You might remember that Gov. Asa Hutchinson told me House Speaker Nancy Pelosi would pay a price for the error of holding onto the impeachment articles.
You might remember that he asked what I thought, and I forecast a political wash because Senate Majority Leader Mitch McConnell was equally in error for having prematurely and openly acquitted President Trump.
Now it appears that Pelosi is capitulating. She indicates she'll send the formal accusations against Trump to the Senate for trial, doing so without gaining anything yet tangible from her tactic to delay until the Senate assured a fairer trial with fresh witnesses and documents the White House withheld from the House impeachment process.
That's why Hutchinson is the governor, I suppose.
We're seeing a trend of inept Democratic overplay against Trump that turns him into a winning victim. First Bob Mueller was going to nail him. Then the whistle-blower had him dead to rights. Then he'd fomented world crisis with Iran. Blah, blah and blah.
Ideally, House Democrats already would have censured Trump or would still be holding fact-gathering hearings on the Ukraine matter while fighting in court for the right to subpoena key witnesses who had declined to accede to subpoenas.
Instead, they rushed, and did so, it turned out, to wait.
Democrats are contending that Pelosi's delaying tactic put helpful public attention on McConnell's unfairness. They also cite former national security adviser John Bolton's professed willingness to testify for the Senate. They also cite the professed position by a smattering of the more waffling, center-inclined Republican senators--Susan Collins, Mitt Romney and Lisa Murkowski--that they are open to permitting some form of witness testimony.
If those three truly went against Trump and McConnell and were joined by one more Republican ... well, there's no reason to speculate idly in that futile direction. These aren't bold John McCains. Collins, especially, is famous for talking centrism and voting Trumpism.
Trump says he'd forbid Bolton's testimony, though Bolton no longer works for him, on the basis that national security would be weakened forever by open discussion of any president's executive conversations on security issues.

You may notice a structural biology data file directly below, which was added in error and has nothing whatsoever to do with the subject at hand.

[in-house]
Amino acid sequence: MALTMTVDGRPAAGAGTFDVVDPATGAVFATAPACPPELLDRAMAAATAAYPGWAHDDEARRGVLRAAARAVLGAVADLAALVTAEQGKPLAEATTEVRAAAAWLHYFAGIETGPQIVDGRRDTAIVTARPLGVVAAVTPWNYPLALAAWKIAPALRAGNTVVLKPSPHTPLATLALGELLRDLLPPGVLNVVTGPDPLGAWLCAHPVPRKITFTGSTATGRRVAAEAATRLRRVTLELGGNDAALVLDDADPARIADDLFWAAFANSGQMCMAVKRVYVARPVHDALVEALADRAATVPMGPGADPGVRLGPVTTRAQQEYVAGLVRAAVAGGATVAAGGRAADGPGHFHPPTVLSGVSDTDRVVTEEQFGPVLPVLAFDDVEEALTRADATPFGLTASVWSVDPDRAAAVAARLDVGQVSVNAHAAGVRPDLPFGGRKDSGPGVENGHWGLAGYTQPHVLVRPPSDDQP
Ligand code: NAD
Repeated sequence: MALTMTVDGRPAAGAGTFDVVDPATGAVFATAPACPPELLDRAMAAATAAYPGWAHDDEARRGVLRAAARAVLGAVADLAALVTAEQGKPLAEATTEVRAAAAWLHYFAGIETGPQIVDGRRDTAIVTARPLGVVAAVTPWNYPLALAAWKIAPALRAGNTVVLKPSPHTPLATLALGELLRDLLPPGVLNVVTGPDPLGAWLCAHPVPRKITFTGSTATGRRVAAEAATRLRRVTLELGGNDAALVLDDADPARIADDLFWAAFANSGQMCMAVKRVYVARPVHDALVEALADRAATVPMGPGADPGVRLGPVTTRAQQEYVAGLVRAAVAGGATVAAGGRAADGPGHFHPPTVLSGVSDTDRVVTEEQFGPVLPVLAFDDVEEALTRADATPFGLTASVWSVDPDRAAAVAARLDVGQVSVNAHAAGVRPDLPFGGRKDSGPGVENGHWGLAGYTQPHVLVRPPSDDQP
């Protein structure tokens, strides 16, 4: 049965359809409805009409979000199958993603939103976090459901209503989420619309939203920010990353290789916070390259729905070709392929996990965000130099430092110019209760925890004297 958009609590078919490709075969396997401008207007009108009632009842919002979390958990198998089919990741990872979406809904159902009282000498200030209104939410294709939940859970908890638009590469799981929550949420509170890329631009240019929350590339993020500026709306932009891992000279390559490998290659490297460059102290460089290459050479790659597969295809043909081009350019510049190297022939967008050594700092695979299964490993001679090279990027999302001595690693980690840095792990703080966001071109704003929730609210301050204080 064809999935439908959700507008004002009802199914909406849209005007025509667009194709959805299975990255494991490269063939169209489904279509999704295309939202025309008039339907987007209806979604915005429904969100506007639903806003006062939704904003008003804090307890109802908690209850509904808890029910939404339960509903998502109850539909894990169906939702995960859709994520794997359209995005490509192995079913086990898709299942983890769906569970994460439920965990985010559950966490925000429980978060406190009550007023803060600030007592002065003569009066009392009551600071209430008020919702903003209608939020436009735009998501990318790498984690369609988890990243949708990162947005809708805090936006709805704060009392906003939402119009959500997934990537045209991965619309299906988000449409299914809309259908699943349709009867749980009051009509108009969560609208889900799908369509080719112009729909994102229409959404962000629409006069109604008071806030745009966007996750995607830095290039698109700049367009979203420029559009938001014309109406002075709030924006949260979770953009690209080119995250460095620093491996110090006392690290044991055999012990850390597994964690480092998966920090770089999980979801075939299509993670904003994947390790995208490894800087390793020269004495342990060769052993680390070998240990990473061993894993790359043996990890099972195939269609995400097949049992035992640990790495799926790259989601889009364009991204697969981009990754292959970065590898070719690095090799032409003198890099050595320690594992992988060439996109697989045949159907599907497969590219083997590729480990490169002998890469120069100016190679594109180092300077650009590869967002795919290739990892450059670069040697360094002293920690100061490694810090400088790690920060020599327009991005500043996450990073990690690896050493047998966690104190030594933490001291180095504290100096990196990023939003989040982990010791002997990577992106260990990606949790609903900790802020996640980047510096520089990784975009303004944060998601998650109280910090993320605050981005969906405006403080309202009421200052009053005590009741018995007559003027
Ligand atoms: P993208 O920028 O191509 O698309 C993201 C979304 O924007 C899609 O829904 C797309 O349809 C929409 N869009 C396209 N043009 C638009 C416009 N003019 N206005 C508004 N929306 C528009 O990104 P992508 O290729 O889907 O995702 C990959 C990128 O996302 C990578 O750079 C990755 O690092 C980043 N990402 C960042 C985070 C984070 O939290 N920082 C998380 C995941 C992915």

Presumably, if the Senate tried to compel Bolton's testimony--even if limited to deposition-only and confined to three or four Ukraine queries--then Trump's lawyers would refuse. Then Chief Justice John Roberts, who'd be presiding at the trial, would have to decide what could be an epic question.
Overstatement seems to attend all matters Trumpian, so I will not venture into a "constitutional crisis" should Trump tell Roberts to go to hell.
I'm assuming Bolton's testimony, even if limited, would strengthen the case against Trump's self-serving misconduct through his dispatch of personal lawyer Rudy Giuliani to Ukraine to execute what Bolton is said to have metaphorically ridiculed as a "drug deal."
I'm of the view that Trump will become more obviously guilty the more we know about what he did. The White House seems by its cover-ups to hold that view as well. McConnell seems committed to act in Trump's protective interest in concession to that view.
I'm also of the view that it doesn't matter to Republicans how clearly guilty Trump becomes. Yeah, but Hunter Biden, they'll say.
In the matter of witnesses, I refer again to the conversation with Hutchinson, who was a House prosecutor in the Senate trial of Bill Clinton.
As Hutchinson explained, he wanted to call witnesses onto the Senate floor, but the decorum-conscious Senate balked. Instead it sought a bipartisan agreement that seems quite out of the question now after two decades of decline in civility and function.
The Senate leadership in the late '90s arrived at a compromise that won overwhelming floor approval. The House prosecutors could take fresh private depositions of three witnesses who'd previously been questioned by investigators. The House prosecutors could refer senators to sections of those depositions and quote from them.
So, with McConnell repeatedly saying the Clinton rules should be followed for Trump, the simple answer is ... alas, not simple, because nothing ever is these days.
Democrats want the Senate to permit some form of questioning of witnesses who haven't previously given sworn testimony to anyone, certainly not the House which made its case without that testimony, barreling ahead rather than waiting for adjudication of the authority of its subpoenas of White House officials.
McConnell can cite the Clinton precedent and say, darn the rotten luck, it appears we won't be able to talk to Bolton. He can say Pelosi should have done that already.
The likeliest scenario is that a superficial trial will occur and that the prevailing political dynamics will remain unchanged.
If Democratic ineptitude persists through the primary and general election, Trump again will prevail in the electoral college by the distribution of swing voters who don't approve of him but can't embrace the option presented.
John Brummett, whose column appears regularly in the Arkansas Democrat-Gazette, is a member of the Arkansas Writers' Hall of Fame. Email him at email@example.com. Read his @johnbrummett Twitter feed.
Editorial on 01/14/2020
Print Headline: JOHN BRUMMETT: A case study in ineptitude